Ode to David Gruenwald: On Resistance, Reinhabitation & Regime Change

When I Heard the Learn’d Astronomer
    By Walt Whitman

When I heard the learn’d astronomer,
When the proofs, the figures, were ranged in columns before me,
When I was shown the charts and diagrams, to add, divide, and measure them,
When I sitting heard the astronomer where he lectured with much applause in the lecture-room,
How soon unaccountable I became tired and sick,
Till rising and gliding out I wander’d off by myself,
In the mystical moist night-air, and from time to time,
Look’d up in perfect silence at the stars.

            Salman Rushdie’s short but poignant speech at the Pen American Center’s Arthur Miller’s Freedom to Write Lecture reminds me of the intersection between art and education, or at least reminds me of the old education that I once loved.  It was the education as a practice of liberation.  Education as an act of reinvention.  Education as enlightenment.  Oh, how do I miss thee!  But is this education still reserved for some?
            Rushdie speaks about the power of censorship.  He refers to the artist’s stubborn dismissal of such topics—because what artist wants to anchor themselves to a conversation about the antithesis to art?  Yet, we must.  We must have the conversation if we are to resist any and all efforts to limit our capacity as artist educators to transcend.  Voila!  I’ve just invented a new terminology: artist educator.  Or has this always been in existence?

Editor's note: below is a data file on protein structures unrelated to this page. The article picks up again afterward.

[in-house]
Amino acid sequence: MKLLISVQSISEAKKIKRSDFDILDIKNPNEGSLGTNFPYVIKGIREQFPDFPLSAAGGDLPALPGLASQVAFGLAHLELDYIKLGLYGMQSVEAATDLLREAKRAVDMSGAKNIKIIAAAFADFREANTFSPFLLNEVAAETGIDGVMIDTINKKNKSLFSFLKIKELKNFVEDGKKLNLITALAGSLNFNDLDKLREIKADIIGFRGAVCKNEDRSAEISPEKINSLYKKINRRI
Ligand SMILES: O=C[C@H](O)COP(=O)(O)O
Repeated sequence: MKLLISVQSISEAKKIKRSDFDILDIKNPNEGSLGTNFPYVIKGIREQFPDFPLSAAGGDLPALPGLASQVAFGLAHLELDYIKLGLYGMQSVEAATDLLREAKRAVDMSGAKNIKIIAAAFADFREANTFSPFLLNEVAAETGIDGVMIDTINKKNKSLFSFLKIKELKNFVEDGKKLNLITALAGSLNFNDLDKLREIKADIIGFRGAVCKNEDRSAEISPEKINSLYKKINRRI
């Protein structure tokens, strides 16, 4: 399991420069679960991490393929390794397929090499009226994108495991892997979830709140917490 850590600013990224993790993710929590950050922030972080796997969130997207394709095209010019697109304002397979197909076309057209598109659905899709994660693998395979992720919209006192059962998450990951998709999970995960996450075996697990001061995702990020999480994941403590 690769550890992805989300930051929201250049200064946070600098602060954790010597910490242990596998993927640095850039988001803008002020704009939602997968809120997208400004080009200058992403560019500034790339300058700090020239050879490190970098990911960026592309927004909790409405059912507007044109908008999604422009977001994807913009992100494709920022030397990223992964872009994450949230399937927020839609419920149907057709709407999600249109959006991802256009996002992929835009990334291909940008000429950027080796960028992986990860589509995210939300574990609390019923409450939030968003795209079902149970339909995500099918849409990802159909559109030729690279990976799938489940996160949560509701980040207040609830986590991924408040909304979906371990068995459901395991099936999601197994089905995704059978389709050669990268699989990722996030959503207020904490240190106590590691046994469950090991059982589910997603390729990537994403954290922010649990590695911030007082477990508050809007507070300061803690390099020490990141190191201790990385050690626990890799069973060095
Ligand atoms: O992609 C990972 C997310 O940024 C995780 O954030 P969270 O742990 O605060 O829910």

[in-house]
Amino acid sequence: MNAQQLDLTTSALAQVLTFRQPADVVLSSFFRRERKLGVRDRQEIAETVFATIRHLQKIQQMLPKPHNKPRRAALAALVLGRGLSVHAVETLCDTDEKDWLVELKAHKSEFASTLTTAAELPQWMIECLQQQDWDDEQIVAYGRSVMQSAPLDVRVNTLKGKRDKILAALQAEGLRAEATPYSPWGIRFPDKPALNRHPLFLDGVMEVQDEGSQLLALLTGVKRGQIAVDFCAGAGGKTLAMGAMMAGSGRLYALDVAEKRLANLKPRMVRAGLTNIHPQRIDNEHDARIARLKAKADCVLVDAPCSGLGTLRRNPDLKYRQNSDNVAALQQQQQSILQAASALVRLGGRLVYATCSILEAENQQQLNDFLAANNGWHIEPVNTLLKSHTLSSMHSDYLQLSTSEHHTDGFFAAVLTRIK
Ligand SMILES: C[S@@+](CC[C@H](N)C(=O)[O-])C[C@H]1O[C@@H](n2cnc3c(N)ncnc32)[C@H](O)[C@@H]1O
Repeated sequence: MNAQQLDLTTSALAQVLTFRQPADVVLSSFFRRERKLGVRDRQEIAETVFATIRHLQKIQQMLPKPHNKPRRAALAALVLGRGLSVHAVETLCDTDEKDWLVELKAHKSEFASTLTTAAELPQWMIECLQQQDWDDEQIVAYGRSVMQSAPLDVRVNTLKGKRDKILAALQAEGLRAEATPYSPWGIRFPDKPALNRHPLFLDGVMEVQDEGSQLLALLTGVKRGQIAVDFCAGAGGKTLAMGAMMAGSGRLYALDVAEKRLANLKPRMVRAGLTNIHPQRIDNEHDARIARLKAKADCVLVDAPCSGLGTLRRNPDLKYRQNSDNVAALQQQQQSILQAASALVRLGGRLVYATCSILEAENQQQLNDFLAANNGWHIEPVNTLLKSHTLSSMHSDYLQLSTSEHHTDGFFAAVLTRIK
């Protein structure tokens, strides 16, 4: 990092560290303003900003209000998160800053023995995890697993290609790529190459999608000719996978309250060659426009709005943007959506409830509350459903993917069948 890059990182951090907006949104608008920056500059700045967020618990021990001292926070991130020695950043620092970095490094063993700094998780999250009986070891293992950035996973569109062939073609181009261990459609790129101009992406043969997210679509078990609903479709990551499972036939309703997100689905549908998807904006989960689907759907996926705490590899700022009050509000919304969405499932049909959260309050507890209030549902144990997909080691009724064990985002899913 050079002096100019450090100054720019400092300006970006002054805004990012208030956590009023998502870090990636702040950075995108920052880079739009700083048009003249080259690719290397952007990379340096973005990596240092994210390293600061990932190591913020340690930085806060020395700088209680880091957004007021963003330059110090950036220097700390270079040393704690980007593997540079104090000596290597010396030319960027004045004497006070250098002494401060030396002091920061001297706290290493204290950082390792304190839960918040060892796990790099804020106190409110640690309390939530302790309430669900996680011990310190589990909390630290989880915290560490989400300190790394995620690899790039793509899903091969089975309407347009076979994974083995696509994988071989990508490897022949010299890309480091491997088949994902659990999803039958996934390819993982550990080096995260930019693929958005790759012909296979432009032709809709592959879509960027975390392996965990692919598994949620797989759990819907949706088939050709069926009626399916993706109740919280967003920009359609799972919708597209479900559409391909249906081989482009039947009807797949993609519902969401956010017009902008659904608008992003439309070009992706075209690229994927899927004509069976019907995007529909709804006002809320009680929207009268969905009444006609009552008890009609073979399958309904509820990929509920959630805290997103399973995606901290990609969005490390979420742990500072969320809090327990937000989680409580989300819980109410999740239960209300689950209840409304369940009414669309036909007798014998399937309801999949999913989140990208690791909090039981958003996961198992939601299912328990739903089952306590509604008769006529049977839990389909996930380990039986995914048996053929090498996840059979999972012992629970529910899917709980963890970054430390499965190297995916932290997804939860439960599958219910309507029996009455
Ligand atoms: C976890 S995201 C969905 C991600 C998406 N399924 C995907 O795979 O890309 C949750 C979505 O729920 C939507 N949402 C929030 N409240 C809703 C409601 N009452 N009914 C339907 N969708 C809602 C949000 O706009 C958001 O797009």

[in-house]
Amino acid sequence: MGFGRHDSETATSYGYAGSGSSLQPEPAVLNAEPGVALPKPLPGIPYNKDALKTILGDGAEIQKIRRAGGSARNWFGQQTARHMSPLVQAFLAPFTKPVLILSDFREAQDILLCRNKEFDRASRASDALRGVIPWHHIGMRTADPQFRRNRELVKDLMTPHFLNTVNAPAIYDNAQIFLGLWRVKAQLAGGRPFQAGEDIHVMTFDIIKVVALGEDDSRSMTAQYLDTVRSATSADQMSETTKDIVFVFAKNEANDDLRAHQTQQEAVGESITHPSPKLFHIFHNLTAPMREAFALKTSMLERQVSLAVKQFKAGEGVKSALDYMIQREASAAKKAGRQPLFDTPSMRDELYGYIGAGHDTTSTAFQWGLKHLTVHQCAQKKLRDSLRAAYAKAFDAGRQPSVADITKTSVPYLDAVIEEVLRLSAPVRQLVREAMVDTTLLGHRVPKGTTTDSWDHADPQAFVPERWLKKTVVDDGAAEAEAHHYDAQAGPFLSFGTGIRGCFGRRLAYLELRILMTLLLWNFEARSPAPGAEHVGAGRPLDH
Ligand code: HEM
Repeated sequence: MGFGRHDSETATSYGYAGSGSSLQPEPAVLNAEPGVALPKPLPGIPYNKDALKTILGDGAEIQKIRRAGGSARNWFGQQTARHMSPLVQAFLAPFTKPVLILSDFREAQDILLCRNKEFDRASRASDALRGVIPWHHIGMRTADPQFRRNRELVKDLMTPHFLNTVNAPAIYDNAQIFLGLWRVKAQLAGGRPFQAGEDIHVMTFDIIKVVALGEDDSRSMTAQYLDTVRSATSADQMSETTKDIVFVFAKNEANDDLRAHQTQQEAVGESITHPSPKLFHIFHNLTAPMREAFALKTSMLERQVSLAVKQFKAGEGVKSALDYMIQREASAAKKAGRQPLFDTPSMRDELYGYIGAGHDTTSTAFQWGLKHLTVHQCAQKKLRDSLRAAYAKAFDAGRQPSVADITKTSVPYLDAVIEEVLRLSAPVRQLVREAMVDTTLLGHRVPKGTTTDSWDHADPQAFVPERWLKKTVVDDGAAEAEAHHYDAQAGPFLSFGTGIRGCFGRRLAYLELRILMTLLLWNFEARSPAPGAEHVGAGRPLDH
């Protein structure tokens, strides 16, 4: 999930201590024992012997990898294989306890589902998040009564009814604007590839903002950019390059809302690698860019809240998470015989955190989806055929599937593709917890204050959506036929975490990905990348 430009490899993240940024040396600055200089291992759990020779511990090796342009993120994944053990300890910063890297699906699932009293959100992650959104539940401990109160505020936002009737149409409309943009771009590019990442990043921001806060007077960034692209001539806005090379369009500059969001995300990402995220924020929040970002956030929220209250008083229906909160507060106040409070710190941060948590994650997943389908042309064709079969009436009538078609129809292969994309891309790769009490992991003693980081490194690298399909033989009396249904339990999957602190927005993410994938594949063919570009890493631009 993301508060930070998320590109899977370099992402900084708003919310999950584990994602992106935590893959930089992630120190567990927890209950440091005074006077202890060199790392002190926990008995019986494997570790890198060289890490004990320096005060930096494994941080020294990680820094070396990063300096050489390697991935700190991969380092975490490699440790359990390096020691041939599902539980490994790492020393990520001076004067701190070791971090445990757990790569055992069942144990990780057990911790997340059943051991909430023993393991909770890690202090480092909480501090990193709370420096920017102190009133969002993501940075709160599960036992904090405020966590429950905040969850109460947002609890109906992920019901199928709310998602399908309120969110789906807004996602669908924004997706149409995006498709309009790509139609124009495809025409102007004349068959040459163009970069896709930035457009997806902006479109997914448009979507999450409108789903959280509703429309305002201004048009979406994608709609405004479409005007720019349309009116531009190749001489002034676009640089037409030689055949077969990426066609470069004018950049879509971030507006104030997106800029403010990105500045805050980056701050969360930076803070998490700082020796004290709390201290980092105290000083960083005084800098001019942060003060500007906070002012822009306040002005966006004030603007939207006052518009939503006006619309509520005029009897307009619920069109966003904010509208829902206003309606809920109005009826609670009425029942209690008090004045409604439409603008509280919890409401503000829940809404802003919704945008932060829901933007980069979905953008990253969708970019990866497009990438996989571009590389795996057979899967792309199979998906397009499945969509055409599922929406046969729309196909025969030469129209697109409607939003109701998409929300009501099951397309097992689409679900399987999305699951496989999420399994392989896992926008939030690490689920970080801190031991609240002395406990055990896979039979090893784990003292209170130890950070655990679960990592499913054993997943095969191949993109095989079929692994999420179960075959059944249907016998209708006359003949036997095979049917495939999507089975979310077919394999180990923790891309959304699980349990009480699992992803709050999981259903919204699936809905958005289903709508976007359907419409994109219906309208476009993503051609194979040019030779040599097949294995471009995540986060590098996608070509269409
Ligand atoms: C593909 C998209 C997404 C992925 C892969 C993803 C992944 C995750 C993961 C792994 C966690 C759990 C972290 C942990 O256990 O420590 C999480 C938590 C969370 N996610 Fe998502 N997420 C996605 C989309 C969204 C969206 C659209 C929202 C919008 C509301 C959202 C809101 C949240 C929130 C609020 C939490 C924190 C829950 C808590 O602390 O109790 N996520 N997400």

Here is a quote that reminds me of the significance of Salman Rushdie in my life,  like when I read Midnights Children.
Originality is dangerous. If you want to increase the sum of what is possible for human beings; to say, to know, to understand and therefore, to be—you have to go to the edge and push outwards. 
            Censorship.  I’ve been feeling the heavy weight of my writing for years.  Yes, I’ve been told to quit blogging— it’s hurting your pocket, don’t you know?  I’ve tried to stop and then I can’t.  Why must I stop writing about my struggle to transcend this miserable time and place and the covert and not so covert hijacking of my beloved field of education?  But, there is a real and tangible force that makes resistance in today’s climate difficult.  Rushdie talks about freedom to write like free air.  Then he adds, “free unless you’re an African American male wearing a hoodie.”  Free, he says, unless you are… and then I blank out for a moment hearing nothing.  I am thinking to myself—free unless you are me. 
            What is this illusion of freedom, the art of education for freedom, that is often espoused by “free” men and women and not dared to be truly uttered (and acted upon) by the most vulnerable members of our communities?
             I remember the words of a former comrade, Joseph Skinner, teacher and former union rep, as he scoffed at the round table dialogue I held at The Gordon Center, Institute for Urban & Minority Education in 2009.  We were talking about how we can bring together people of different races and classes for change in education policy and practice.  He said— who can afford to be an activist these days? Who has the time to sit around and “contemplate” the green movement, for example?